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International Monetary Fund. Middle East and Central Asia Dept.

Abstract

The MENAP oil exporters were directly affected by the global financial crisis through a sharp drop in oil prices, a contraction in the global economy, and a sudden drying up of capital inflows. Although activity in the oil sector will likely drop by 3.5 percent in 2009, strong countercyclical macroeconomic policies have helped mitigate the impact of the crisis on the non-oil sector, which is projected to grow by 3.2 percent. Looking ahead, higher oil prices, a revival of global demand, and continued government spending will provide the basis for stronger growth in 2010. The crisis also revealed some vulnerabilities in the banking and corporate sectors, requiring countries to undertake exceptional stabilization measures and highlighting the need to strengthen financial sector supervision, enhance corporate governance, foster resource mobilization, and diversify risks.

Mr. Manuel Guitián and Saleh M. Nsouli

Abstract

Currency convertibility—defined in the broadest sense as the right to convert freely and without limit a currency into any other at the prevailing exchange rate—is the linchpin of today’s globalized world economy. To assess the importance of convertibility, it is only necessary to point out that a system of well-managed convertible national currencies imparts to the international arena advantages analogous to those resulting from the introduction of money in a national economy, most notably, the elimination of barter (and the need for coincidence of needs) as a basis for international trade and the provision of an instrument for the development of financial markets.

International Monetary Fund. Middle East and Central Asia Dept.

Abstract

The MENAP oil importers are a diverse group, encompassing both emerging and low-income economies. Many have seen significant slowdowns in the past year but, overall, these countries have escaped the substantial contractions experienced in other parts of the world. Supportive policy responses, a low degree of integration with international capital markets and manufacturing supply chains, and banking systems that had little exposure to structured financial products have contained the fallout. While the slowdown has been modest, this group of countries is also likely to experience a slow recovery. Limited external financing, little space for fiscal stimulus, a real appreciation of most domestic currencies, sluggish receipts from tourism and remittances, and higher energy prices will all continue to be a drag on growth for some time.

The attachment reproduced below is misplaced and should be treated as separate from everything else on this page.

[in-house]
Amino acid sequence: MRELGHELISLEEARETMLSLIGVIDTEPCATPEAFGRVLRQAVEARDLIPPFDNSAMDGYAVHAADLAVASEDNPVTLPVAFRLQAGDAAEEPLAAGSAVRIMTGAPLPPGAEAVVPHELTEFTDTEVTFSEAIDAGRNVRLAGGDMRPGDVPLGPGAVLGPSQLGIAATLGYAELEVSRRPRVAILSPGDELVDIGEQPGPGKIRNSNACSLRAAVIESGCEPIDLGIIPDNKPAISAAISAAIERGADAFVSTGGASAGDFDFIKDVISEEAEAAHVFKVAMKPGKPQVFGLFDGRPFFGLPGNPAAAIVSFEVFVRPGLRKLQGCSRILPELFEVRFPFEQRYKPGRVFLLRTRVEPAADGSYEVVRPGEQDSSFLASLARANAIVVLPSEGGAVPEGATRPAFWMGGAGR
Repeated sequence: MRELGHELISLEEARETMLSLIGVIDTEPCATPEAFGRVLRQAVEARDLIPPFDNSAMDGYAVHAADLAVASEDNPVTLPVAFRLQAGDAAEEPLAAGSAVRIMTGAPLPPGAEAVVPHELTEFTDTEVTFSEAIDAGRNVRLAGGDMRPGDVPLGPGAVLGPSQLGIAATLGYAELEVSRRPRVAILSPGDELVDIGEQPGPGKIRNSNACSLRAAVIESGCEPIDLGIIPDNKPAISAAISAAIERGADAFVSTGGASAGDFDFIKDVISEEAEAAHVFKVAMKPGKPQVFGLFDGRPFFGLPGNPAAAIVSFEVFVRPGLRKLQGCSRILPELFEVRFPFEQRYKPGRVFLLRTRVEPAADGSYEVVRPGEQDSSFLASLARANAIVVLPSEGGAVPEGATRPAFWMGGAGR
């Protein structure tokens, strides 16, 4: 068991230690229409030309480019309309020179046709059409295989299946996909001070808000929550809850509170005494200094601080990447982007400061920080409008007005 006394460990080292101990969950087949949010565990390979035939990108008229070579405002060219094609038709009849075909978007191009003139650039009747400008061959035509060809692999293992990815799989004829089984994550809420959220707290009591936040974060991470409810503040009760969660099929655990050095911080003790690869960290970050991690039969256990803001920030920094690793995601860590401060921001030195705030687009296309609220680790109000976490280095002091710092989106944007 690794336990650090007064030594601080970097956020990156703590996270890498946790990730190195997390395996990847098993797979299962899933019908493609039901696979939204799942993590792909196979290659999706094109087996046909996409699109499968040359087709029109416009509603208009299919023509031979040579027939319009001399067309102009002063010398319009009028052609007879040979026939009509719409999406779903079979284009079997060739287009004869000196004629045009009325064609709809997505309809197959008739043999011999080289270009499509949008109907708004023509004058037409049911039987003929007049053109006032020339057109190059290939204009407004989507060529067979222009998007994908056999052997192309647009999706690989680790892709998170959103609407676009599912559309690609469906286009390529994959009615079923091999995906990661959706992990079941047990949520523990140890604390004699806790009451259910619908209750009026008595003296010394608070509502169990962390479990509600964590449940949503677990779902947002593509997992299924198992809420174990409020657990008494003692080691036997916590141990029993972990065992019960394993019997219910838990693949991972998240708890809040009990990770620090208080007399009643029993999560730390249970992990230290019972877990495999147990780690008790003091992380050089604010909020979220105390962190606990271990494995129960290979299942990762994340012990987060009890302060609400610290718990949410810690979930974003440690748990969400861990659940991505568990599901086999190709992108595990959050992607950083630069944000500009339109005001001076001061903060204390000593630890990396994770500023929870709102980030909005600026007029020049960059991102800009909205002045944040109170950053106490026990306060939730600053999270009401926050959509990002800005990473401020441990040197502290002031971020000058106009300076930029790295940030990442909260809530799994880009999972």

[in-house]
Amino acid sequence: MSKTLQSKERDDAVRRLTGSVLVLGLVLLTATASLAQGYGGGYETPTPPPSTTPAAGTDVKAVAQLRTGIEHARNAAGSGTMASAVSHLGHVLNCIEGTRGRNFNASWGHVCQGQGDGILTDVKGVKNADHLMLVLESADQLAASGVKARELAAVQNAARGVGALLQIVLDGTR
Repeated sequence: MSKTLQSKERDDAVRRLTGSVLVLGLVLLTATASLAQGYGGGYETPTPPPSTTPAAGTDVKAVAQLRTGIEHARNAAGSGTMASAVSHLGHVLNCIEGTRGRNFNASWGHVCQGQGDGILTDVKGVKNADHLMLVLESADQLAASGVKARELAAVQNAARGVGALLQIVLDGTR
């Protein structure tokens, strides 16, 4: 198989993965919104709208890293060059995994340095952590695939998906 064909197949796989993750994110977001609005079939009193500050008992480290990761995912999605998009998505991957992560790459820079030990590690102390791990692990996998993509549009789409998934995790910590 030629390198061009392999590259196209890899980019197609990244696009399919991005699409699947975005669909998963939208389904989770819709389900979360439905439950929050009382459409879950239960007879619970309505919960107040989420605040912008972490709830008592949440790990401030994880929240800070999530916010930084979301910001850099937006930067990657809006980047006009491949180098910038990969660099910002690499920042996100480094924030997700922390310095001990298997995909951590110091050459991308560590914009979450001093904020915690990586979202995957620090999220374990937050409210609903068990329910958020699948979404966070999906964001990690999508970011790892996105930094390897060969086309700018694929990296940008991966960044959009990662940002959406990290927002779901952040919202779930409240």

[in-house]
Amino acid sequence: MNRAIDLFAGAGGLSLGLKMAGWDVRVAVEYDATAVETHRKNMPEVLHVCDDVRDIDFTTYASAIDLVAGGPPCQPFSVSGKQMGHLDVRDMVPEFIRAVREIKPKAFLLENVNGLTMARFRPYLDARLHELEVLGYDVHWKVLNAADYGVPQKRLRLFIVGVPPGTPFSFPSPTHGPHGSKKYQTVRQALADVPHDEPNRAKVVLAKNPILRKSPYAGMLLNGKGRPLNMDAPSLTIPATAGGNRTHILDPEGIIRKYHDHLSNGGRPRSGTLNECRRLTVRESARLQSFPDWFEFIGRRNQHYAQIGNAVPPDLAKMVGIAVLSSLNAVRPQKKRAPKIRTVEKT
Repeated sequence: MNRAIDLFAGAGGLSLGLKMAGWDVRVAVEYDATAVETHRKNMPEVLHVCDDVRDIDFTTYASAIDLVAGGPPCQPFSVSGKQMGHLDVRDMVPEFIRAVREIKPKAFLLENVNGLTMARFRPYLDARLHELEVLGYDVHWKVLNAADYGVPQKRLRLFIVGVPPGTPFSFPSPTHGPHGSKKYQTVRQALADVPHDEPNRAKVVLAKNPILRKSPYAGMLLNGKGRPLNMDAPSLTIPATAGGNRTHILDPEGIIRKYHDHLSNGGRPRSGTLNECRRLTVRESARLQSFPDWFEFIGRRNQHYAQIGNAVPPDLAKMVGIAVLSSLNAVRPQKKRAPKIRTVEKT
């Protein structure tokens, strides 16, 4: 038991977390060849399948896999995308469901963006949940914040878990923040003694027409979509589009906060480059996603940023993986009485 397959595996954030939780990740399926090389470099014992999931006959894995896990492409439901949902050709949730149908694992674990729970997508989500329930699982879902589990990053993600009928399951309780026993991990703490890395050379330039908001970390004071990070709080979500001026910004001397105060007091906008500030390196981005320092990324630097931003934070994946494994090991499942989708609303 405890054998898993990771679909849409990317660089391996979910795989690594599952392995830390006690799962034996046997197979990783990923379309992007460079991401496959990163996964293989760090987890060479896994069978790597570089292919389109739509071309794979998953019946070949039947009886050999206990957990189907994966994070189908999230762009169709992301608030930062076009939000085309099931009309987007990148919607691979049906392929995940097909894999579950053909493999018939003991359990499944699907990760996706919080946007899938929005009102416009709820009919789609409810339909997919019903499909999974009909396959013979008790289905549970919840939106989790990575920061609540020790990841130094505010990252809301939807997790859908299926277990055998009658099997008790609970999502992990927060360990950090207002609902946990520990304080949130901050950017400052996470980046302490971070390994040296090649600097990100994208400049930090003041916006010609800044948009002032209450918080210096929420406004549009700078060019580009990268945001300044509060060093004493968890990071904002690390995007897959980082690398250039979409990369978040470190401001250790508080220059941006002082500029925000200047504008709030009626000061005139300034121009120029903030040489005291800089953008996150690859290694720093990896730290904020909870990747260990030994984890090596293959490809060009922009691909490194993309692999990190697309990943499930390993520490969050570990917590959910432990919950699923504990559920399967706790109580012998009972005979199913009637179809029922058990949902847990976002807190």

Abstract

It is an honor and a genuine pleasure for me to deliver the opening remarks today for this seminar on currency convertibility. I wish, first of all, to welcome you to Marrakesh, a city with a rich cultural heritage and a wealth of tourist attractions. I also wish to thank the authorities of the Arab Monetary Fund and the International Monetary Fund for choosing to hold this seminar in the Kingdom of Morocco. In addition, I would like to express our appreciation to Mr. Osama Faquih, Director General and Chairman of the Board of the Arab Monetary Fund, who has honored us by attending and participating personally in this important event, and to congratulate him on his election as President of the Islamic Development Bank. Furthermore, I wish to extend greetings to the senior officials from the participating countries. Their presence demonstrates the interest and importance that the Arab countries’ monetary authorities accord to the topics to be discussed during this seminar.

Mr. Manuel Guitián

Abstract

Currency convertibility has always been a fundamental notion in international economic relations. Yet, since the abandonment of the Bretton Woods par value regime, a remarkable degree of silence has until recently surrounded the subject. Possibly this silence is related to the advent and prevalence of flexible exchange rate arrangements that followed the Bretton Woods order. The reason could be that, in theory, flexible exchange rates would make exchange and other restrictions unnecessary or redundant; and, therefore, under such exchange rate arrangements currencies would be convertible by definition, so to speak. But as is often the case, what can be expected in principle does not always materialize in practice; exchange, payments, and other international restrictions have continued to prevail in the period of flexible exchange rates and, therefore, questions of currency convertibility have remained open.